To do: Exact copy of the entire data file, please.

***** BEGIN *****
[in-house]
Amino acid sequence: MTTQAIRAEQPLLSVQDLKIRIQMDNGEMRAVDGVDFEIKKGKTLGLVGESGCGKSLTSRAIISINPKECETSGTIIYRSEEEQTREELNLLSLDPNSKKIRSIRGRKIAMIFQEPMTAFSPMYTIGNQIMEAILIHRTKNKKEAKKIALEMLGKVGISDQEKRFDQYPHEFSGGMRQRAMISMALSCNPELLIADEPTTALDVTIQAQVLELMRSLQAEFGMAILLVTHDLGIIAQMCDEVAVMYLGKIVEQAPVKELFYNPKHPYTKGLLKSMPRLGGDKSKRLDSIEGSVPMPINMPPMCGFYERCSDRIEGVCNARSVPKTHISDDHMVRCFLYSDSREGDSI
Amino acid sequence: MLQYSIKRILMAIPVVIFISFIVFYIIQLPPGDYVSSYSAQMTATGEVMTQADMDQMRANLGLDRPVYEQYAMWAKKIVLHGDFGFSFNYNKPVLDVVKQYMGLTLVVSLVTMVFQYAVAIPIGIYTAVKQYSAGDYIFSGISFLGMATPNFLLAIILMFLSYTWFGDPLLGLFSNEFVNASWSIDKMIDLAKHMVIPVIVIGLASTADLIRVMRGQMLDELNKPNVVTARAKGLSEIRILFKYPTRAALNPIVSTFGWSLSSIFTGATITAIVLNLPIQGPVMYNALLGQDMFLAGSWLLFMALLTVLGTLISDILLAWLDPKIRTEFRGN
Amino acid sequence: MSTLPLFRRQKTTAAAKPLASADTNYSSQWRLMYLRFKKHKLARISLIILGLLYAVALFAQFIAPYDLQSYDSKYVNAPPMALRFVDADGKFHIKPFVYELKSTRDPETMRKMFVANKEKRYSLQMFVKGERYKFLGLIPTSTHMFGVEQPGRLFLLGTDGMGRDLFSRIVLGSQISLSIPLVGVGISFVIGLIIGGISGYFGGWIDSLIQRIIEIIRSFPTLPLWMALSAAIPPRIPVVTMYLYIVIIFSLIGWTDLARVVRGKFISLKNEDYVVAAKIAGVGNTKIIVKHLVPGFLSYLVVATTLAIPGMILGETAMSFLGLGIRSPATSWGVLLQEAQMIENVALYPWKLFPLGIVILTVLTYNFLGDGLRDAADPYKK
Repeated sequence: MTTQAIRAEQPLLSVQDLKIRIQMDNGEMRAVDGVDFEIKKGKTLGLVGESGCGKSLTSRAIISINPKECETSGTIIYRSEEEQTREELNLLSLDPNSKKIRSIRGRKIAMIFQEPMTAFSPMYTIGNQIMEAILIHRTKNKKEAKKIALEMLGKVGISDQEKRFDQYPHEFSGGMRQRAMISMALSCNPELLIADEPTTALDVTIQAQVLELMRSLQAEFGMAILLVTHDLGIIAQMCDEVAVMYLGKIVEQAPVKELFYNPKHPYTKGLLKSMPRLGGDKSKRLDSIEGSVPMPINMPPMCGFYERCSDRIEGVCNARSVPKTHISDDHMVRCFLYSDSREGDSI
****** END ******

[in-house]
Amino acid sequence: MTTQAIRAEQPLLSVQDLKIRIQMDNGEMRAVDGVDFEIKKGKTLGLVGESGCGKSLTSRAIISINPKECETSGTIIYRSEEEQTREELNLLSLDPNSKKIRSIRGRKIAMIFQEPMTAFSPMYTIGNQIMEAILIHRTKNKKEAKKIALEMLGKVGISDQEKRFDQYPHEFSGGMRQRAMISMALSCNPELLIADEPTTALDVTIQAQVLELMRSLQAEFGMAILLVTHDLGIIAQMCDEVAVMYLGKIVEQAPVKELFYNPKHPYTKGLLKSMPRLGGDKSKRLDSIEGSVPMPINMPPMCGFYERCSDRIEGVCNARSVPKTHISDDHMVRCFLYSDSREGDSI
Amino acid sequence: MLQYSIKRILMAIPVVIFISFIVFYIIQLPPGDYVSSYSAQMTATGEVMTQADMDQMRANLGLDRPVYEQYAMWAKKIVLHGDFGFSFNYNKPVLDVVKQYMGLTLVVSLVTMVFQYAVAIPIGIYTAVKQYSAGDYIFSGISFLGMATPNFLLAIILMFLSYTWFGDPLLGLFSNEFVNASWSIDKMIDLAKHMVIPVIVIGLASTADLIRVMRGQMLDELNKPNVVTARAKGLSEIRILFKYPTRAALNPIVSTFGWSLSSIFTGATITAIVLNLPIQGPVMYNALLGQDMFLAGSWLLFMALLTVLGTLISDILLAWLDPKIRTEFRGN
Amino acid sequence: MSTLPLFRRQKTTAAAKPLASADTNYSSQWRLMYLRFKKHKLARISLIILGLLYAVALFAQFIAPYDLQSYDSKYVNAPPMALRFVDADGKFHIKPFVYELKSTRDPETMRKMFVANKEKRYSLQMFVKGERYKFLGLIPTSTHMFGVEQPGRLFLLGTDGMGRDLFSRIVLGSQISLSIPLVGVGISFVIGLIIGGISGYFGGWIDSLIQRIIEIIRSFPTLPLWMALSAAIPPRIPVVTMYLYIVIIFSLIGWTDLARVVRGKFISLKNEDYVVAAKIAGVGNTKIIVKHLVPGFLSYLVVATTLAIPGMILGETAMSFLGLGIRSPATSWGVLLQEAQMIENVALYPWKLFPLGIVILTVLTYNFLGDGLRDAADPYKK
Repeated sequence: MTTQAIRAEQPLLSVQDLKIRIQMDNGEMRAVDGVDFEIKKGKTLGLVGESGCGKSLTSRAIISINPKECETSGTIIYRSEEEQTREELNLLSLDPNSKKIRSIRGRKIAMIFQEPMTAFSPMYTIGNQIMEAILIHRTKNKKEAKKIALEMLGKVGISDQEKRFDQYPHEFSGGMRQRAMISMALSCNPELLIADEPTTALDVTIQAQVLELMRSLQAEFGMAILLVTHDLGIIAQMCDEVAVMYLGKIVEQAPVKELFYNPKHPYTKGLLKSMPRLGGDKSKRLDSIEGSVPMPINMPPMCGFYERCSDRIEGVCNARSVPKTHISDDHMVRCFLYSDSREGDSI